17. Impact of CLAS and COMPASS data on polarized parton densities and higher twist

    SciTech Connect

    Leader, Elliot; Sidorov, Aleksander V.; Stamenov, Dimiter B.

    2007-04-01

    We have reanalyzed the world data on inclusive polarized deep inelastic scattering (DIS) including the very precise CLAS proton and deuteron data, as well as the latest COMPASS data on the asymmetry A{sub 1}{sup d}, and have studied the impact of these data on polarized parton densities and higher twist effects. We demonstrate that the low Q{sup 2} CLAS data improve essentially our knowledge of higher twist corrections to the spin structure function g{sub 1}, while the large Q{sup 2} COMPASS data influence mainly the strange quark density. In our new analysis we find that a negative polarized gluon density, or one that changes sign as a function of x, cannot be ruled out on the basis of the present DIS data.

  18. Status of Polarized PDFs and Higher Twist after the CLAS and COMPASS Data

    SciTech Connect

    Leader, Elliot; Sidorov, Aleksander V.; Stamenov, Dimiter B.

    2007-11-19

    The impact of the recent very precise CLAS and COMPASS g{sub 1}/F{sub 1} data on polarized parton densities and higher twist effects is discussed. It is demonstrated that the low Q{sup 2} CLAS data improve essentially our knowledge of higher twist corrections to the spin structure function g{sub 1}, while the large Q{sup 2} COMPASS dala influence mainly the strange quark and gluon polarizations which slightly decrease. It is shown that the uncertainties in the determination of the polarized parlon densities are significantly reduced. We find also that the present inclusive DIS data cannot rule out a negative polarized and changing in sign gluon densities.

  19. Positron-proton to electron-proton elastic cross section ratios from CLAS

    NASA Astrophysics Data System (ADS)

    Adikaram, Dasuni; Rimal, Dipak; Weinstein, Larry; Raue, Brian

    2014-03-01

    There is a significant discrepancy between the ratio of the electromagnetic form factors of the proton measured by the Rosenbluth and the polarization transfer technique. The most likely explanation of this discrepancy is the inclusion of two-photon exchange (TPE) amplitude contributions to the elastic electron-proton cross section. The CLAS TPE experiment measured the TPE contribution in the wide range of Q2 and ɛ range using a comparison of positron-proton to electron-proton elastic cross sections (R = σ (e+ p) / σ (e- p)). Preliminary results will be presented, along with the estimations of systematic uncertainties. A detailed comparison of new results with previous R measurements and theoretical calculations will be presented. Implications of the CLAS TPE measurements on the elastic electron-proton cross section will be also discussed.

  20. Generalized parton distributions and Deeply Virtual Compton Scattering on proton at CLAS

    SciTech Connect

    R. De Masi

    2007-12-01

    Two measurements of target and beam spin asymmetries for the reaction ep→epγ were performed with CLAS at Jefferson Laboratory. Polarized 5.7 GeV electrons were impinging on a longitudinally polarized ammonia and liquid hydrogen target respectively. These measurements are sensitive to Generalized Parton Distributions. Sizable sin phi azimuthal angular dependences were observed in both experiments, indicating the dominance of leading twist terms and the possibility of extracting combinations of Generalized Parton Distributions on the nucleon.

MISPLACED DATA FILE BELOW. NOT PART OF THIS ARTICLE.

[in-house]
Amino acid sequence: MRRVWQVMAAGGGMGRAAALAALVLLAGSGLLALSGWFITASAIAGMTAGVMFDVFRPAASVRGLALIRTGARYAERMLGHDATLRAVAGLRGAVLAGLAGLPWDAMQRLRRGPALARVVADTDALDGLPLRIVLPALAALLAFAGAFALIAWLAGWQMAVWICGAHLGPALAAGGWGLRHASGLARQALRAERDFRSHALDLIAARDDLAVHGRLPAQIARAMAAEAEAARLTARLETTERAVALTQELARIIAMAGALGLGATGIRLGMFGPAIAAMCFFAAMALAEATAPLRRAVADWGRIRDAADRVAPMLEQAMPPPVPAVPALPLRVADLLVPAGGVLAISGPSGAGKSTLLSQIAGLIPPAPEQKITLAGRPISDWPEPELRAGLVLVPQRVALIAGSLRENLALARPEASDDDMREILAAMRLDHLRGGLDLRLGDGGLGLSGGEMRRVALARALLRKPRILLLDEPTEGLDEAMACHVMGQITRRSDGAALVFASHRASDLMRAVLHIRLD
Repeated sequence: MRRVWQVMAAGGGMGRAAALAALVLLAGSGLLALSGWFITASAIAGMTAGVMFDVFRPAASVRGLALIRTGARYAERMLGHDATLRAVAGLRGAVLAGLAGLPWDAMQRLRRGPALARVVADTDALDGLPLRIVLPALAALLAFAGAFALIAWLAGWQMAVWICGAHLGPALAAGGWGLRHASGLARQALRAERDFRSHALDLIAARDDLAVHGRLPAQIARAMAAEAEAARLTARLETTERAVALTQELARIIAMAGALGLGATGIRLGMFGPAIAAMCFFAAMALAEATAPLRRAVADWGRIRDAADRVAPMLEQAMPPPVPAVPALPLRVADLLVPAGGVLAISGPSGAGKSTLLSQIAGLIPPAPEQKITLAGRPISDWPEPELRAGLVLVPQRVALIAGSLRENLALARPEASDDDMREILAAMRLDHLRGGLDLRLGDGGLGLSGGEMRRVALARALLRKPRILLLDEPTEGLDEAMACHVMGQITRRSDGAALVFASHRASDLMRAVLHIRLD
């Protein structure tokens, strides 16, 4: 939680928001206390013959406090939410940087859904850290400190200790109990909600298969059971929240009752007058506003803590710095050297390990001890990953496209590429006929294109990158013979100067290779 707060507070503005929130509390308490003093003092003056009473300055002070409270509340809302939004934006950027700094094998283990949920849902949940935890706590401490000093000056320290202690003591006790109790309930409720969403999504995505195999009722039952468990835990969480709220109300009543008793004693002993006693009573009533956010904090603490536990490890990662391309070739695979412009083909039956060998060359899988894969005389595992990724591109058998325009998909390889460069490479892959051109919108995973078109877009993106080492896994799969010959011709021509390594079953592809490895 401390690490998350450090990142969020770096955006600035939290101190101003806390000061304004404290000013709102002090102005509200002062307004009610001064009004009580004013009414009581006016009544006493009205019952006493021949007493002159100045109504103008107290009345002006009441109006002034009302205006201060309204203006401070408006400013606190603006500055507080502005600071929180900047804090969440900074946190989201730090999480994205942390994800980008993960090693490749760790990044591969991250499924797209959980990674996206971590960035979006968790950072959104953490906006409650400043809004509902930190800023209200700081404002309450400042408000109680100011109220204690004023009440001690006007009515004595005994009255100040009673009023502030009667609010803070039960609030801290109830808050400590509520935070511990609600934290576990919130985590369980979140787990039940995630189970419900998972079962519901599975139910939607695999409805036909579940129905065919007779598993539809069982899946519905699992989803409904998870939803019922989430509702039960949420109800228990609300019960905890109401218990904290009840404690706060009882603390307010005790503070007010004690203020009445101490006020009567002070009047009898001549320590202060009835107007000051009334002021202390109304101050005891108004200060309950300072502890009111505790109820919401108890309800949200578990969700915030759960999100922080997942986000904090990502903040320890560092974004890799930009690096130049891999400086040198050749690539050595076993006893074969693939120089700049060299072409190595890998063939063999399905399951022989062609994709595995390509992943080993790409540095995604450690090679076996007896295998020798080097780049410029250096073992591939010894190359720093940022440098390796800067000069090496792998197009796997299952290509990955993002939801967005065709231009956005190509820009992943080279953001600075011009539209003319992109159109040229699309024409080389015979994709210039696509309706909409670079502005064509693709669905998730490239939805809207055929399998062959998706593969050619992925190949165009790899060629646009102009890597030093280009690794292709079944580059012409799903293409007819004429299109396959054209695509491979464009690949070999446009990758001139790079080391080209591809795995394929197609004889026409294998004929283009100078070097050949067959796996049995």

1. Measurements of transverse momentum in semi-inclusive deep-inelastic scattering at CLAS

    SciTech Connect

    K.A. Griffioen

    2012-12-01

    With mounting experimental evidence that only a small fraction of the proton's spin comes from the spins of its quarks and gluons, the quest for orbital angular momentum has begun. The parton distributions relevant to this depend on transverse quark momenta. Recent CLAS semi-inclusive deep-inelastic scattering measurements probe these new transverse-momentum-dependent parton distributions using longitudinally polarized beams and targets and detecting {pi}{sup +},{pi}{sup -} and {pi}{sup 0} in the final state.

  2. A cryostat to hold frozen-spin polarized HD targets in CLAS. HDice-II

    DOE PAGESBeta

    Lowry, Michael M.; Bass, Christopher D.; D'Angelo, Annalisa; Deur, Alexandre P.; Dezern, Gary L.; Hanretty, Charles; Ho, D.; Kageya, Tsuneo; Kashy, David H.; Khandaker, Mahbub A.; et al

    2016-01-07

    The design, fabrication, operation, and performance of a helium-3/4 dilution refrigerator and superconducting magnet system for holding a frozen-spin polarized hydrogen deuteride target in the Jefferson Laboratory CLAS detector during photon beam running is reported. The device operates both vertically (for target loading) and horizontally (for target bombardment). Moreover, the device proves capable of maintaining a base temperature of 50 mK and a holding field of 1 Tesla for extended periods.

  3. Asynchronous inputs and flip-flop metastability in the CLAS trigger at CEBAF

    SciTech Connect

    Doughty, D.C. Jr.; Lemon, S. ); Bonneau, P. )

    1993-08-01

    The impact of flip-flop metastability on the pipelined trigger for the CLAS detector at CEBAF has been studied. The authors find that the newest ECL flip-flops (ECLinPS) are much faster than older families (10H) at resolving the metastable condition. This will allow their use in systems with asynchronous inputs without an extra stage of synchronizing flip-flops.

  4. Asynchronous inputs and flip-flop metastability in the CLAS trigger at CEBAF

    SciTech Connect

    Dave Doughty; S. Lemon; P. Bonneau

    1992-10-01